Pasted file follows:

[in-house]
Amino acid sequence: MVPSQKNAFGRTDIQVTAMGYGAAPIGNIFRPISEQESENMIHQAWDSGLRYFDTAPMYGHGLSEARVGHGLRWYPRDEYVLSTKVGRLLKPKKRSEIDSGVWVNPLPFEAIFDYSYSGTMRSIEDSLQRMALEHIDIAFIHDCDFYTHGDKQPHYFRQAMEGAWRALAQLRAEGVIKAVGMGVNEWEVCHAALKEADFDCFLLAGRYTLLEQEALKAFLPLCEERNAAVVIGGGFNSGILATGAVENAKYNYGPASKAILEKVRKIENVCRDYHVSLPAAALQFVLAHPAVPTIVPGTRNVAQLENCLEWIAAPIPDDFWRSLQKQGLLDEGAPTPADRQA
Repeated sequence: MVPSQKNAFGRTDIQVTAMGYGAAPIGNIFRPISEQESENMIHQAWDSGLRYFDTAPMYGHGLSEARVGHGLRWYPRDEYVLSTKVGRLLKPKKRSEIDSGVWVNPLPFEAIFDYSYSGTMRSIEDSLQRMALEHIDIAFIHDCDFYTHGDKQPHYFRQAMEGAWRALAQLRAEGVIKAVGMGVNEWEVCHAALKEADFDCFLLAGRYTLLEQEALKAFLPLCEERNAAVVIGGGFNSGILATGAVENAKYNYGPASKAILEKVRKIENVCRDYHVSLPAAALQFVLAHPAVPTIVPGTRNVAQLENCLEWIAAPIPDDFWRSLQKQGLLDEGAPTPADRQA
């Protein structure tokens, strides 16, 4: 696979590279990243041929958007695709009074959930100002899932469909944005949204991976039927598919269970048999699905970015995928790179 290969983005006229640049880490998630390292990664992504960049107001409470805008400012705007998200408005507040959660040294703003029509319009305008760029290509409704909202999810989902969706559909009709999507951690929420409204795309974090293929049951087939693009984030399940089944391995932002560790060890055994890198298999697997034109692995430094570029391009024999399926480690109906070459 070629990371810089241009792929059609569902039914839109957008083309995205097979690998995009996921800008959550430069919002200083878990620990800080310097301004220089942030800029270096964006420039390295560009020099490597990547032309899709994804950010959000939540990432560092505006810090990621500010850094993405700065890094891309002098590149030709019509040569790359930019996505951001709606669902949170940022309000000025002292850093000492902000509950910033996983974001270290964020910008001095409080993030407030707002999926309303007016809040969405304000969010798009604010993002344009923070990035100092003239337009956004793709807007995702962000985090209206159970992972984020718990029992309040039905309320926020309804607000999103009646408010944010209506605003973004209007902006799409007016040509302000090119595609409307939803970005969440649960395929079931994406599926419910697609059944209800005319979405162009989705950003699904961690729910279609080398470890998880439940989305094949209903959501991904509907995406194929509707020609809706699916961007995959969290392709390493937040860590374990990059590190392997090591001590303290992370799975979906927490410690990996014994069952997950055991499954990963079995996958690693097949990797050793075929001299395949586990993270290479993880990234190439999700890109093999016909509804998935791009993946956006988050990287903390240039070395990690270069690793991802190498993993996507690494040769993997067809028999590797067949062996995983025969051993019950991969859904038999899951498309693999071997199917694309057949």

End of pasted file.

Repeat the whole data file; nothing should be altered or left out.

[in-house]
Amino acid sequence: MVPSQKNAFGRTDIQVTAMGYGAAPIGNIFRPISEQESENMIHQAWDSGLRYFDTAPMYGHGLSEARVGHGLRWYPRDEYVLSTKVGRLLKPKKRSEIDSGVWVNPLPFEAIFDYSYSGTMRSIEDSLQRMALEHIDIAFIHDCDFYTHGDKQPHYFRQAMEGAWRALAQLRAEGVIKAVGMGVNEWEVCHAALKEADFDCFLLAGRYTLLEQEALKAFLPLCEERNAAVVIGGGFNSGILATGAVENAKYNYGPASKAILEKVRKIENVCRDYHVSLPAAALQFVLAHPAVPTIVPGTRNVAQLENCLEWIAAPIPDDFWRSLQKQGLLDEGAPTPADRQA
Repeated sequence: MVPSQKNAFGRTDIQVTAMGYGAAPIGNIFRPISEQESENMIHQAWDSGLRYFDTAPMYGHGLSEARVGHGLRWYPRDEYVLSTKVGRLLKPKKRSEIDSGVWVNPLPFEAIFDYSYSGTMRSIEDSLQRMALEHIDIAFIHDCDFYTHGDKQPHYFRQAMEGAWRALAQLRAEGVIKAVGMGVNEWEVCHAALKEADFDCFLLAGRYTLLEQEALKAFLPLCEERNAAVVIGGGFNSGILATGAVENAKYNYGPASKAILEKVRKIENVCRDYHVSLPAAALQFVLAHPAVPTIVPGTRNVAQLENCLEWIAAPIPDDFWRSLQKQGLLDEGAPTPADRQA
């Protein structure tokens, strides 16, 4: 696979590279990243041929958007695709009074959930100002899932469909944005949204991976039927598919269970048999699905970015995928790179 290969983005006229640049880490998630390292990664992504960049107001409470805008400012705007998200408005507040959660040294703003029509319009305008760029290509409704909202999810989902969706559909009709999507951690929420409204795309974090293929049951087939693009984030399940089944391995932002560790060890055994890198298999697997034109692995430094570029391009024999399926480690109906070459 070629990371810089241009792929059609569902039914839109957008083309995205097979690998995009996921800008959550430069919002200083878990620990800080310097301004220089942030800029270096964006420039390295560009020099490597990547032309899709994804950010959000939540990432560092505006810090990621500010850094993405700065890094891309002098590149030709019509040569790359930019996505951001709606669902949170940022309000000025002292850093000492902000509950910033996983974001270290964020910008001095409080993030407030707002999926309303007016809040969405304000969010798009604010993002344009923070990035100092003239337009956004793709807007995702962000985090209206159970992972984020718990029992309040039905309320926020309804607000999103009646408010944010209506605003973004209007902006799409007016040509302000090119595609409307939803970005969440649960395929079931994406599926419910697609059944209800005319979405162009989705950003699904961690729910279609080398470890998880439940989305094949209903959501991904509907995406194929509707020609809706699916961007995959969290392709390493937040860590374990990059590190392997090591001590303290992370799975979906927490410690990996014994069952997950055991499954990963079995996958690693097949990797050793075929001299395949586990993270290479993880990234190439999700890109093999016909509804998935791009993946956006988050990287903390240039070395990690270069690793991802190498993993996507690494040769993997067809028999590797067949062996995983025969051993019950991969859904038999899951498309693999071997199917694309057949």